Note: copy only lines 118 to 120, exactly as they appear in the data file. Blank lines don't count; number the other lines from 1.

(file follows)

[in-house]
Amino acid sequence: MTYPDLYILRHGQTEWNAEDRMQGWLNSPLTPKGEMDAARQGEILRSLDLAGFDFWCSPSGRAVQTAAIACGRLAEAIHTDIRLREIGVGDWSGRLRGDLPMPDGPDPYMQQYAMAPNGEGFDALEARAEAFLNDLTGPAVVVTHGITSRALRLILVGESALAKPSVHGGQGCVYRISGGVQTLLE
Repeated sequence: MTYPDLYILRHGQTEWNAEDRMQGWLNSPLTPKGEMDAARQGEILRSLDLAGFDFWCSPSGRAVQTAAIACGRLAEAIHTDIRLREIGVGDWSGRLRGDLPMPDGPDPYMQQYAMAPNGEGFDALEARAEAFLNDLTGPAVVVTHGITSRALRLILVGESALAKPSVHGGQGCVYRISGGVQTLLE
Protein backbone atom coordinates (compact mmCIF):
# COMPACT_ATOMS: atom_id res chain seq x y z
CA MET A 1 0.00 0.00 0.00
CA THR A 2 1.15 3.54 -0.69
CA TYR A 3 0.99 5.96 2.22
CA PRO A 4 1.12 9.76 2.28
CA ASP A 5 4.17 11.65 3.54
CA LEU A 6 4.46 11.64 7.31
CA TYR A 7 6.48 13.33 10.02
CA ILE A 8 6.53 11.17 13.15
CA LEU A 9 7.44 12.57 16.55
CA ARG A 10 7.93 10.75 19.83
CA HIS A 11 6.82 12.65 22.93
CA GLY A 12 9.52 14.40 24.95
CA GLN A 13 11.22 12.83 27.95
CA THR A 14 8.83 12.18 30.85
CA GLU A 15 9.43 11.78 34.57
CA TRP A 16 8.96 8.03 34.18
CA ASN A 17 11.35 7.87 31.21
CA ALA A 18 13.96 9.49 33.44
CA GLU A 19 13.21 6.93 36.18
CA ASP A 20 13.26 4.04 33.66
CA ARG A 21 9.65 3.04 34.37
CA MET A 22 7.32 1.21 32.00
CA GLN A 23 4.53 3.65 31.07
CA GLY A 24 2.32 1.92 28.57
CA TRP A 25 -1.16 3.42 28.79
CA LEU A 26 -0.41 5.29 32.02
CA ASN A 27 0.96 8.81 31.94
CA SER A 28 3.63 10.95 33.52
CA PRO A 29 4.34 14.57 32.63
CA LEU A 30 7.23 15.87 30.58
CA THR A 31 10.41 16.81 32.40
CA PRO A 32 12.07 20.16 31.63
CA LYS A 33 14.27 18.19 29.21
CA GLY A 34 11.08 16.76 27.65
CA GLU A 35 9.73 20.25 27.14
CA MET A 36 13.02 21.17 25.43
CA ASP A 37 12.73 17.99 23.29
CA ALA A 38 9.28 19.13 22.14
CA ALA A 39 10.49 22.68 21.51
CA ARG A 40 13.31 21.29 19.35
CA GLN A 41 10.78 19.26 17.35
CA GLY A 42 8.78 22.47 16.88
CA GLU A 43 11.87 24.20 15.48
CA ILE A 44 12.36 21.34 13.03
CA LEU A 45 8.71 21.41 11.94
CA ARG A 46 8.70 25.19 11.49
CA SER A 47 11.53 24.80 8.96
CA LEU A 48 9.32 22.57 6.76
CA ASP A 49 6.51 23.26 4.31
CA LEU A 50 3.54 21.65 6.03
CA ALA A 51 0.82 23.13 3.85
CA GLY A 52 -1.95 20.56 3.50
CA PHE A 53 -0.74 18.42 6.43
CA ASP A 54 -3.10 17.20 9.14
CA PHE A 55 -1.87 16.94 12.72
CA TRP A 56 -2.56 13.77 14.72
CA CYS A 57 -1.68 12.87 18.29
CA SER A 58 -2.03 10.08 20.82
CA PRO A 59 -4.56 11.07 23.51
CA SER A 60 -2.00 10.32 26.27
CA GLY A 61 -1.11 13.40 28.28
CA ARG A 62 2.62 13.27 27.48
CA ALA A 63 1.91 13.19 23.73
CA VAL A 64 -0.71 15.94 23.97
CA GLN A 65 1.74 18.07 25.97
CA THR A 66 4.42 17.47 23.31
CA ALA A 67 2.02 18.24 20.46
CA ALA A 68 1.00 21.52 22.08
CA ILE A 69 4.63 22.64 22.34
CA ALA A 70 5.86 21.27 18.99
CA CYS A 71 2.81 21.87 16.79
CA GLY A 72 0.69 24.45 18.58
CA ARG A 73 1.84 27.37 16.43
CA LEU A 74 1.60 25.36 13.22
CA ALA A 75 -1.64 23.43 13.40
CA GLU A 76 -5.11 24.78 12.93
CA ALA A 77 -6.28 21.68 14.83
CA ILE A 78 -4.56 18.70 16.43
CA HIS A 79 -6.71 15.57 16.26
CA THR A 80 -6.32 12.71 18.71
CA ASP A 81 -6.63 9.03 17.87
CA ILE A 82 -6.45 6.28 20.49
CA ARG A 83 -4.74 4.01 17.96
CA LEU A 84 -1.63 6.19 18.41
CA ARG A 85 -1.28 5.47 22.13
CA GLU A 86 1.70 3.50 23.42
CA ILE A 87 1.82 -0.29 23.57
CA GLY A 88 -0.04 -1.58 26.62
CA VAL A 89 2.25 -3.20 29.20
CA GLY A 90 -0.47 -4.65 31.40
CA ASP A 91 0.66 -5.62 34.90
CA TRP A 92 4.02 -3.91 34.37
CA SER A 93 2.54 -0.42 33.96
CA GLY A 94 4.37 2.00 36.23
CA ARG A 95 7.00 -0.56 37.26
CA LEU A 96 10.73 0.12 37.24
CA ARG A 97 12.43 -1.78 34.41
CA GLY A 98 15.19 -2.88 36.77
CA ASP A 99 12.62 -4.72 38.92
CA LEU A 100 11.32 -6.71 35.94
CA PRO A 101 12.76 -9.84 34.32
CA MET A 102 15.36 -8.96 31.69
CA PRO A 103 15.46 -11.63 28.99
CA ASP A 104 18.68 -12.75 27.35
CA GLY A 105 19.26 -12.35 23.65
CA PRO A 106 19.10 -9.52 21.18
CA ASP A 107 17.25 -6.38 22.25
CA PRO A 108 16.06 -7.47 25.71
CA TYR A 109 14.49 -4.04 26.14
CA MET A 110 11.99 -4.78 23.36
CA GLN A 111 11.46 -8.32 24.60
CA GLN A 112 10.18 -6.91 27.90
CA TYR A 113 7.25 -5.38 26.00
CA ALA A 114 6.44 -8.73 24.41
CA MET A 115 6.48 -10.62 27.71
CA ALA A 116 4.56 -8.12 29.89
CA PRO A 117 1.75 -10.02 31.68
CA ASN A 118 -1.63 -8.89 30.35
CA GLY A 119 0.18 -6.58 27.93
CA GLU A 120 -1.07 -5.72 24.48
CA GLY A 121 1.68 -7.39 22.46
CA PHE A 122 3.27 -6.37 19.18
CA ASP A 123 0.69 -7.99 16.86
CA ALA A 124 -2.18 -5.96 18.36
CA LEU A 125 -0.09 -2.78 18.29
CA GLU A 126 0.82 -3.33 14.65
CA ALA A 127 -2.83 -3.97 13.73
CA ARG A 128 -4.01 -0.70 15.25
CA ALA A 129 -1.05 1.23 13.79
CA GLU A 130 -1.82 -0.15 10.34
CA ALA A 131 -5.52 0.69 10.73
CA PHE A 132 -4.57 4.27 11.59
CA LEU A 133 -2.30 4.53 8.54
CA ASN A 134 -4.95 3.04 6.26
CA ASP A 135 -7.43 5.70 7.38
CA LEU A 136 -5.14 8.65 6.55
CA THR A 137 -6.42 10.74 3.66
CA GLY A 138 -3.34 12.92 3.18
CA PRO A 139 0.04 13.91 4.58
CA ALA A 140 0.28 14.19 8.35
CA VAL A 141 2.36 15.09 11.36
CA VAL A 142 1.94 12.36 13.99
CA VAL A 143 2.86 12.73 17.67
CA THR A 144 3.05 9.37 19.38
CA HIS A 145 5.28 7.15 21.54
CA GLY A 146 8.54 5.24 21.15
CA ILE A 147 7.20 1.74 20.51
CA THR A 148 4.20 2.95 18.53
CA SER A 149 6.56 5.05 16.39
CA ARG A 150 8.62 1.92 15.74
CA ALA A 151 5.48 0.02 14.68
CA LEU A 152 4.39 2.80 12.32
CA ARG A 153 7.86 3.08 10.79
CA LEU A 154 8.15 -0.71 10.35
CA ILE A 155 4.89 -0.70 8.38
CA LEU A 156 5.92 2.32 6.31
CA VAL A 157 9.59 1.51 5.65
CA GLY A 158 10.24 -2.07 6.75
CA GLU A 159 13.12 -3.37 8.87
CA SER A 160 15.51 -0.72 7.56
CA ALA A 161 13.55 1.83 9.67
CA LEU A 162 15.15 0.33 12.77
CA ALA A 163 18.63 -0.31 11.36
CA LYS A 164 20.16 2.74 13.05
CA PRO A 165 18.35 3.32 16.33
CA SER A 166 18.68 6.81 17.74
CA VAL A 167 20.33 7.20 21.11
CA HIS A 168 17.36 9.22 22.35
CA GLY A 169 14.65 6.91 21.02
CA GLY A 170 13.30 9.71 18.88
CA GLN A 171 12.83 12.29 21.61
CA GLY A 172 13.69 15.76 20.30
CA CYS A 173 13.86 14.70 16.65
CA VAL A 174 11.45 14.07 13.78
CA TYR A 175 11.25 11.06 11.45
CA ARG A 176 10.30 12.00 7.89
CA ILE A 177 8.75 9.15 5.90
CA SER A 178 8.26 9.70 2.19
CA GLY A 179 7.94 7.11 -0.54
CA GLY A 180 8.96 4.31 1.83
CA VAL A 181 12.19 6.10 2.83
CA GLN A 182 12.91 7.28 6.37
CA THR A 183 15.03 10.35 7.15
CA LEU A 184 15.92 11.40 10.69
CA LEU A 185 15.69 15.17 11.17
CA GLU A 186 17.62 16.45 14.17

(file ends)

CA TYR A 113 7.25 -5.38 26.00
CA ALA A 114 6.44 -8.73 24.41
CA MET A 115 6.48 -10.62 27.71